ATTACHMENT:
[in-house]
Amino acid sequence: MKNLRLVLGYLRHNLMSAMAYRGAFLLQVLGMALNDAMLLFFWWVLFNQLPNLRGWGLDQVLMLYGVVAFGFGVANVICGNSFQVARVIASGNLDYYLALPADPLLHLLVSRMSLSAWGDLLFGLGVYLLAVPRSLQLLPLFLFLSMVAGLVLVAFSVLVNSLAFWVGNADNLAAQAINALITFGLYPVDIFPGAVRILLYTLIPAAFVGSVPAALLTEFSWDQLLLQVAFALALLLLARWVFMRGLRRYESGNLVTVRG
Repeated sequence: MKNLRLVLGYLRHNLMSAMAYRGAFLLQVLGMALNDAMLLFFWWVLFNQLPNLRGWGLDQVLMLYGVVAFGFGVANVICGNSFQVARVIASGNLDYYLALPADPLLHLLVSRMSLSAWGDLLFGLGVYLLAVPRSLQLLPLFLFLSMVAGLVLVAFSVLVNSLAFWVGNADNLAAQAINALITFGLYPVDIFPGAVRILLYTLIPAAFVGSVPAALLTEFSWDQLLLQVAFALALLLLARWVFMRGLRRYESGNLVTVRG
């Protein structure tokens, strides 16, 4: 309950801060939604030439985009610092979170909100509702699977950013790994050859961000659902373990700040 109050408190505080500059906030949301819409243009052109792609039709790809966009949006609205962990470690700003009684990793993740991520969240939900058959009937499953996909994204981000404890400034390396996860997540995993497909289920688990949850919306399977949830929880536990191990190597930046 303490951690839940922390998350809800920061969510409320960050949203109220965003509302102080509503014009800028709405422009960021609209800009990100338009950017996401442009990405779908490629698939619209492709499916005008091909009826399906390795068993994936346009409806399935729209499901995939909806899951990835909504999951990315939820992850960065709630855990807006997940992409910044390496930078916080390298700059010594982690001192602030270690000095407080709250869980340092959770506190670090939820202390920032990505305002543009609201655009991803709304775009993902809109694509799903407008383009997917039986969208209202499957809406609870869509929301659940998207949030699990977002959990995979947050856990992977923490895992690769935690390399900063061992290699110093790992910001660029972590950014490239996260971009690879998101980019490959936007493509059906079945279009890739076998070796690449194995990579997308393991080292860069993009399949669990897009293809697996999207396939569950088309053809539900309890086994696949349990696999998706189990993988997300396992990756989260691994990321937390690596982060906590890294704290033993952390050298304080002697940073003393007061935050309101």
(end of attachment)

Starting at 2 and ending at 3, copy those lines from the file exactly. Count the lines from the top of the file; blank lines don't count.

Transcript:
Amino acid sequence: MKNLRLVLGYLRHNLMSAMAYRGAFLLQVLGMALNDAMLLFFWWVLFNQLPNLRGWGLDQVLMLYGVVAFGFGVANVICGNSFQVARVIASGNLDYYLALPADPLLHLLVSRMSLSAWGDLLFGLGVYLLAVPRSLQLLPLFLFLSMVAGLVLVAFSVLVNSLAFWVGNADNLAAQAINALITFGLYPVDIFPGAVRILLYTLIPAAFVGSVPAALLTEFSWDQLLLQVAFALALLLLARWVFMRGLRRYESGNLVTVRG
Repeated sequence: MKNLRLVLGYLRHNLMSAMAYRGAFLLQVLGMALNDAMLLFFWWVLFNQLPNLRGWGLDQVLMLYGVVAFGFGVANVICGNSFQVARVIASGNLDYYLALPADPLLHLLVSRMSLSAWGDLLFGLGVYLLAVPRSLQLLPLFLFLSMVAGLVLVAFSVLVNSLAFWVGNADNLAAQAINALITFGLYPVDIFPGAVRILLYTLIPAAFVGSVPAALLTEFSWDQLLLQVAFALALLLLARWVFMRGLRRYESGNLVTVRG